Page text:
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bcearl
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July 02, 2011, 02:57:00 PM
 #26

Breaking into computers and vandalism are crimes anyway, no matter whether anybody recognizes the value of any data.

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tymothy
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July 02, 2011, 03:55:32 PM
 #27

I think it is more like stealing Euros or Yens in America. It's not the officially recognized currency, businesses are not forced by law to accept them. But does it make stealing them irrelevant? Of course not!

...and whether or not bitcoin is a currency at all is irrelevant. Artwork isn't recognized as currency, nor is its exact value determinable but stealing them isn't irrelevant!! So long as the government recognizes that Bitcoin has SOME value as an asset, stealing it can be dealt with just as seriously as theft of a piece of art.
bcearl
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July 02, 2011, 05:50:35 PM
 #28

I think it is more like stealing Euros or Yens in America. It's not the officially recognized currency, businesses are not forced by law to accept them. But does it make stealing them irrelevant? Of course not!

...and whether or not bitcoin is a currency at all is irrelevant. Artwork isn't recognized as currency, nor is its exact value determinable but stealing them isn't irrelevant!! So long as the government recognizes that Bitcoin has SOME value as an asset, stealing it can be dealt with just as seriously as theft of a piece of art.

Yes, and the value is objectively measurable, because you can argue that it takes a certain amount of value ($15+ or so) to get new bitcoins (because you can't create them out of thin air technically, and people want that much money for them).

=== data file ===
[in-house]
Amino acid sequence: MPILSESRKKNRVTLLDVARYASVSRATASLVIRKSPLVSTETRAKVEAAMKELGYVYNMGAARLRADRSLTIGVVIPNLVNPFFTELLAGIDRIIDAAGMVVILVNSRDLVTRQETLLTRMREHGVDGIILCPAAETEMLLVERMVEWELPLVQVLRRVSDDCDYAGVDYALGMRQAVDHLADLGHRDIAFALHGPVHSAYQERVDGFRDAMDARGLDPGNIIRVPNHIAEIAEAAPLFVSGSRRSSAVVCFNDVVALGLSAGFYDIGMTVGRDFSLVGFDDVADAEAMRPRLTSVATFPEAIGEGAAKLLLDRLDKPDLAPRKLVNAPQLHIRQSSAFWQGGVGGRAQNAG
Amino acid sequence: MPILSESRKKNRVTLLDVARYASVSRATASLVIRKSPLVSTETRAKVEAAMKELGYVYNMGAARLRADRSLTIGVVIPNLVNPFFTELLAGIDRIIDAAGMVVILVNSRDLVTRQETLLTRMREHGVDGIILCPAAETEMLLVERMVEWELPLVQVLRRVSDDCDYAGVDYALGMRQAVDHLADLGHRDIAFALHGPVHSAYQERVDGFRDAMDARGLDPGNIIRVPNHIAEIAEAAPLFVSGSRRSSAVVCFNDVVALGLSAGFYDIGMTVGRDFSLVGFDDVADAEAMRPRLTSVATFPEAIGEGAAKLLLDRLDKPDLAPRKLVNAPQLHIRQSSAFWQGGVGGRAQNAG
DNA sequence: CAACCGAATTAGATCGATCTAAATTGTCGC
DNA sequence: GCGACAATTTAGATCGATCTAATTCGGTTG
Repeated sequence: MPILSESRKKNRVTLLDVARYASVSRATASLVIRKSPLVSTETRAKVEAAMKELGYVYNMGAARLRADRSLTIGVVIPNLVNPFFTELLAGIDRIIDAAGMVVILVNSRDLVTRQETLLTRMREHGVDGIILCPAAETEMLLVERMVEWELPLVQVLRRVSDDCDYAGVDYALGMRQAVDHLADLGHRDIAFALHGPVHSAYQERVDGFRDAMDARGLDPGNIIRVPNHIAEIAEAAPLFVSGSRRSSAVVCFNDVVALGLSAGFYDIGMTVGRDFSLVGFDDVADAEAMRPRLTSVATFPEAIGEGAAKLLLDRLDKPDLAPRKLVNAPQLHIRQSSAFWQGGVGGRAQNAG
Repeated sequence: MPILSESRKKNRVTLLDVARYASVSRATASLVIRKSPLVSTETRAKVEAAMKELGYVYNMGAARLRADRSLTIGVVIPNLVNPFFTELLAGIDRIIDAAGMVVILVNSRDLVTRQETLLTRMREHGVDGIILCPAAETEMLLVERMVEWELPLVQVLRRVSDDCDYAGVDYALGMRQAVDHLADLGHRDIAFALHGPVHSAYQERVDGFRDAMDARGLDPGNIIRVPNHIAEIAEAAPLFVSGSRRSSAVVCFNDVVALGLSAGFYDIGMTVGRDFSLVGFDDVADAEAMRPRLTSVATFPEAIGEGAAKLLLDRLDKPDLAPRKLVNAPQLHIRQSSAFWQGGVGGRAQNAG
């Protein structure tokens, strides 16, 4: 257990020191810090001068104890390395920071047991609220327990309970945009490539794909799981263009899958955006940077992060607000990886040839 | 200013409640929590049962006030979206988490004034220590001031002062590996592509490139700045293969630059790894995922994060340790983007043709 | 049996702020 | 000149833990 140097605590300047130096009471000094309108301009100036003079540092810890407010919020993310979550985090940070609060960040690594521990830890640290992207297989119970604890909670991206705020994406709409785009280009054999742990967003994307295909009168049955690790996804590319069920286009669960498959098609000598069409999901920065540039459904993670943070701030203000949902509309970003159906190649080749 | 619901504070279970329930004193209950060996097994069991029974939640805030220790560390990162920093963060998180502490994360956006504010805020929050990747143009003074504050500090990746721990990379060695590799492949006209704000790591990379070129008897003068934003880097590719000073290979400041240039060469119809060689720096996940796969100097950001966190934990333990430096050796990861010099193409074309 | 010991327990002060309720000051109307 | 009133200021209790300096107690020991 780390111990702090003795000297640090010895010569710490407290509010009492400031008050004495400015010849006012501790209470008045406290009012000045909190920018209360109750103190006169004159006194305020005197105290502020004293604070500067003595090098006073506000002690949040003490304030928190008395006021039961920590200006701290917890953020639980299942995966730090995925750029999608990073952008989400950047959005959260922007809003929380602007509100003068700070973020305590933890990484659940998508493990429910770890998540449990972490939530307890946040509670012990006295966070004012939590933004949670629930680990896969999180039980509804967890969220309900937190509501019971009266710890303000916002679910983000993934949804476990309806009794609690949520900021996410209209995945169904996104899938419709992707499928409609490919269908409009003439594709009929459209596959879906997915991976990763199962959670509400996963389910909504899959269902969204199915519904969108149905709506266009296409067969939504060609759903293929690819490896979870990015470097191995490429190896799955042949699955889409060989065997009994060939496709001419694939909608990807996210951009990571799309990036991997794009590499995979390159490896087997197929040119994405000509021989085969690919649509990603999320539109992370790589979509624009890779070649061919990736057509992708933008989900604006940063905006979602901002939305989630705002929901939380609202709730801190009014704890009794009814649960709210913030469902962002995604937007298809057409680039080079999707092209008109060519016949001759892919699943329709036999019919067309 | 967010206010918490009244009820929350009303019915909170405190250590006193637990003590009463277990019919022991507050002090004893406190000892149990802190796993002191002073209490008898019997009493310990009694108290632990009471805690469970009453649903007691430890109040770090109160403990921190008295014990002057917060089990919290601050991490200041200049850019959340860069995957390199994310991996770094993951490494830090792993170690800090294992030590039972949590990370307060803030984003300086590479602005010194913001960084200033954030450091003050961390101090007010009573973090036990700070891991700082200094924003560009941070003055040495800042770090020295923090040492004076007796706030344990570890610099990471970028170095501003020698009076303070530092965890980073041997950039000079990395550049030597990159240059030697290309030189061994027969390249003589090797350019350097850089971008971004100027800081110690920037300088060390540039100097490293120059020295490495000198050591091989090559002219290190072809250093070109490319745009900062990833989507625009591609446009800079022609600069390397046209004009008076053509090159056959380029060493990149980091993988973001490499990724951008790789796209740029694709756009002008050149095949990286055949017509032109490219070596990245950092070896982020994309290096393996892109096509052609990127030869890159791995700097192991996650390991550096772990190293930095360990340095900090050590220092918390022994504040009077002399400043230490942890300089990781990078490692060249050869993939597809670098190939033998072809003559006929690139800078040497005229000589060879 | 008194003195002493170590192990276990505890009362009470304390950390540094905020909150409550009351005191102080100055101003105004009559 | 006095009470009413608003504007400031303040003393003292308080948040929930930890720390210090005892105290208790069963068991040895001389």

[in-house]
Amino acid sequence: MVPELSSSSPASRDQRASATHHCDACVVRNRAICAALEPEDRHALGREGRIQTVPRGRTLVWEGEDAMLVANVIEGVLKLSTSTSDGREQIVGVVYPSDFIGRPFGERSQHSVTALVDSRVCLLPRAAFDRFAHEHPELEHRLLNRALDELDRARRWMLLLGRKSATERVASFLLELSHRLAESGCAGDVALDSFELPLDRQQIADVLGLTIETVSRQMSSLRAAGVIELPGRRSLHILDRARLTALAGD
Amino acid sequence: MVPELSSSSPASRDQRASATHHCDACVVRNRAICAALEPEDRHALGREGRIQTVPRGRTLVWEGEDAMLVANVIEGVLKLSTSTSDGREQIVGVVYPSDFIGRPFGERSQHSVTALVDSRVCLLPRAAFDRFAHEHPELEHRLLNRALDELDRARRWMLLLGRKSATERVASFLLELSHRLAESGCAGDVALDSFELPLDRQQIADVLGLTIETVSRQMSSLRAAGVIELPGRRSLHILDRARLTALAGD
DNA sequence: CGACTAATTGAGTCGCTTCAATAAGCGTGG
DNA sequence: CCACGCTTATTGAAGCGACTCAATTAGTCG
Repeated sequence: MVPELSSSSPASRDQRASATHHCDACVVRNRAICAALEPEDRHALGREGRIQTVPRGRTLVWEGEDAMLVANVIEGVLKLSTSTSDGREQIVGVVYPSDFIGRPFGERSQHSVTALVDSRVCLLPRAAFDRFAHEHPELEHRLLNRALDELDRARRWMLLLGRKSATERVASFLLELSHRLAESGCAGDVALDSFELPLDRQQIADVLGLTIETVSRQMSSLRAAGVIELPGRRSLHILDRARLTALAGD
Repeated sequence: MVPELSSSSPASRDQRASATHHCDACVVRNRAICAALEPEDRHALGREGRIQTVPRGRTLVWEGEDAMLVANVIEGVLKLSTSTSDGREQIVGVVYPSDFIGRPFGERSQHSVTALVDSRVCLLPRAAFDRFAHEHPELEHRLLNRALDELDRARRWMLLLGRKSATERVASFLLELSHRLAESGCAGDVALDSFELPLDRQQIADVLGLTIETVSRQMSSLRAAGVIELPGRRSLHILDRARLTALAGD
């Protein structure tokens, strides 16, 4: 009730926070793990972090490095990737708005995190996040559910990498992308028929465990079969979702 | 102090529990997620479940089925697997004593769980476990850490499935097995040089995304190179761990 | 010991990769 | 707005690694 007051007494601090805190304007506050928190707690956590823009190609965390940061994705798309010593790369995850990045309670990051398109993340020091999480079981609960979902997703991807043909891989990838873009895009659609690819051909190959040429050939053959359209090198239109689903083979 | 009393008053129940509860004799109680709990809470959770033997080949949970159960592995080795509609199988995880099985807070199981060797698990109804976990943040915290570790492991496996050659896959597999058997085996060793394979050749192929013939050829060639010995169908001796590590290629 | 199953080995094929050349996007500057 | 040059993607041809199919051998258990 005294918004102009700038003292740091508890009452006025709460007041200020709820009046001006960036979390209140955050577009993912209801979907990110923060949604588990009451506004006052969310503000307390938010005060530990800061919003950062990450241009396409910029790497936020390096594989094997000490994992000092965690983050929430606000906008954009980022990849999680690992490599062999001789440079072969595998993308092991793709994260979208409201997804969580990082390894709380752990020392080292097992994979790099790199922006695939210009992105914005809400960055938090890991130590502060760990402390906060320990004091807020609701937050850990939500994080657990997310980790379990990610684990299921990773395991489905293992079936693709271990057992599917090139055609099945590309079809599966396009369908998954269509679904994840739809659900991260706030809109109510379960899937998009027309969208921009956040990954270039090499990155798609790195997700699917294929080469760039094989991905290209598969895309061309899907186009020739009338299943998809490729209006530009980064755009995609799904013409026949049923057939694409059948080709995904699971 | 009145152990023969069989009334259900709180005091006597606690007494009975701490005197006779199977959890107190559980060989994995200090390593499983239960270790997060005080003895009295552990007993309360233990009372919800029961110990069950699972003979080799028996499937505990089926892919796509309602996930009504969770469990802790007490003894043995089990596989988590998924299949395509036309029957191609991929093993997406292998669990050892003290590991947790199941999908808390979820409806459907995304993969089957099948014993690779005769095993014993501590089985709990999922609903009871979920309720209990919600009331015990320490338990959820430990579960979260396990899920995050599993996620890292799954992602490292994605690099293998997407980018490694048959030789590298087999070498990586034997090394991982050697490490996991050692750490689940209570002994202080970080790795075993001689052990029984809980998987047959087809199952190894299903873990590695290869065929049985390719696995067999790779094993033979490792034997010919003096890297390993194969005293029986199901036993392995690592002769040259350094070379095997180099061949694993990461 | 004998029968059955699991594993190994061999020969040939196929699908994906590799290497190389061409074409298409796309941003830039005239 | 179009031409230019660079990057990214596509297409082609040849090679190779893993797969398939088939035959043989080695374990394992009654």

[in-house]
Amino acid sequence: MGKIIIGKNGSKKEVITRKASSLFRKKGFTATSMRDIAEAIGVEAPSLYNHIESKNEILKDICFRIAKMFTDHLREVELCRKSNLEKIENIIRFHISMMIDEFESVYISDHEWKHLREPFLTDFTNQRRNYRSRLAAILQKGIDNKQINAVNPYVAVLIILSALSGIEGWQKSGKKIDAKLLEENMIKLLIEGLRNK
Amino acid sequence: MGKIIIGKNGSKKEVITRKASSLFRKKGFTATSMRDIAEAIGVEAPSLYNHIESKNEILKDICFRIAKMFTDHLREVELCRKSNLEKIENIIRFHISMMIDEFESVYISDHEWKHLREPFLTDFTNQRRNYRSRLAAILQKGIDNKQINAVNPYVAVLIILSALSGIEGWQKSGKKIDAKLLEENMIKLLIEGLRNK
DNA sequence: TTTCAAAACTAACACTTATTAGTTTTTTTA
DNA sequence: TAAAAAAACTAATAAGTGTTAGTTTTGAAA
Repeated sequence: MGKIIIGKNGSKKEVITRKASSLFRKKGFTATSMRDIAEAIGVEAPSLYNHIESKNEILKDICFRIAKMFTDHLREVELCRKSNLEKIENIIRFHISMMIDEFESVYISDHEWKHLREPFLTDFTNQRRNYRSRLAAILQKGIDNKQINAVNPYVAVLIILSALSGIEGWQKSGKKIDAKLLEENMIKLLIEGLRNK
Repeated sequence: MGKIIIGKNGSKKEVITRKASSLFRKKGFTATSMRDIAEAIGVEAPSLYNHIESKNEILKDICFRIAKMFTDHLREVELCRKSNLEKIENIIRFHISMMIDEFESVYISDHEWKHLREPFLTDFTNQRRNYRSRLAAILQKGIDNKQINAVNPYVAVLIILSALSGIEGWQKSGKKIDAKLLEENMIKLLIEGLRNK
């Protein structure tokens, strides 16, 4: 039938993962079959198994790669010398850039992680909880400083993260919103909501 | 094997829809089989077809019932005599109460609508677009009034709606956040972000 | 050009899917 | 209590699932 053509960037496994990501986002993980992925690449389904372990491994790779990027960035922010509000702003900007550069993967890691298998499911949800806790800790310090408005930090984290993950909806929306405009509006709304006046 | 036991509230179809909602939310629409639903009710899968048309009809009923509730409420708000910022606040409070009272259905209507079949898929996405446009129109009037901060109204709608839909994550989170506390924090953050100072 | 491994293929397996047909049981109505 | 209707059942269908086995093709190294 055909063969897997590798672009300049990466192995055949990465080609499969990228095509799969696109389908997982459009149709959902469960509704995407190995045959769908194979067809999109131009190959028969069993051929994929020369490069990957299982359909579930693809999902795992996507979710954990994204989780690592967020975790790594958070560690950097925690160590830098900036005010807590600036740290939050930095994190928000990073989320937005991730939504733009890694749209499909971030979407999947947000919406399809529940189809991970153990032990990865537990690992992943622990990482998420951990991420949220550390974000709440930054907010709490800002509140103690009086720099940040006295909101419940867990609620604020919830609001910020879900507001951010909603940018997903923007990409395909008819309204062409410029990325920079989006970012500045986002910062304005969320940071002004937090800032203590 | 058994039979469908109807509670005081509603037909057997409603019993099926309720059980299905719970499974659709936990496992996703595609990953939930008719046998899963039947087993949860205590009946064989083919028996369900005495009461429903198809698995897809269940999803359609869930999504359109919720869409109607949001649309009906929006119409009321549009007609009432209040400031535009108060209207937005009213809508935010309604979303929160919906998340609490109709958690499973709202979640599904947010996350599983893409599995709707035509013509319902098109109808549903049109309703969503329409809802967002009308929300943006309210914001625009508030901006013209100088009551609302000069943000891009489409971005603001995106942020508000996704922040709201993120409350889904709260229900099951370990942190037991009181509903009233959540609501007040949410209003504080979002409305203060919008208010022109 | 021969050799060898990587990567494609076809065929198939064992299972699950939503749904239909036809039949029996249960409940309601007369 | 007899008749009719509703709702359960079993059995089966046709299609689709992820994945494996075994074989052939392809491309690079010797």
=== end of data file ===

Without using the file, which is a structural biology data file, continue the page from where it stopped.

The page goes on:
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July 02, 2011, 09:15:25 PM
 #29

 Grin Let me see: someone feels guilty of not paying taxes on Bitcoin? This is beyond ridicolous. What's the whole point of creating an anarchist cryptogeek currency? To go kissing Uncle Scam's ass once again? Puh-leeaze! (Feel free to confess your torts to the IRS if that will make you feel better, though).

About the "protection" of the law, it's not intended for you. That should be clear at this point.

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July 03, 2011, 06:41:05 AM
 #30

Some people believe that governments can help people pool their resources to achieve thing they or the free-market wouldn't achieve alone. It is obvious that with the unclear status of bitcoin everyone can use their discretion.

You choose if you want to report it as capital gains, hobby income, or commodity trading. If the Government comes around and makes some kind of ruling on the issue, you can re-file your taxes with the corrected numbers. Refiling may be more painful if you actually owe a large sum of money you did not declare already.

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Jeremy West spendbitcoins.com
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July 03, 2011, 07:14:06 AM
 #31

Remember folks: thou shall not steal. It's fun when you do it to other people, it's not fun when other people do it to you.

Thou shalt not steal. The government hates competition.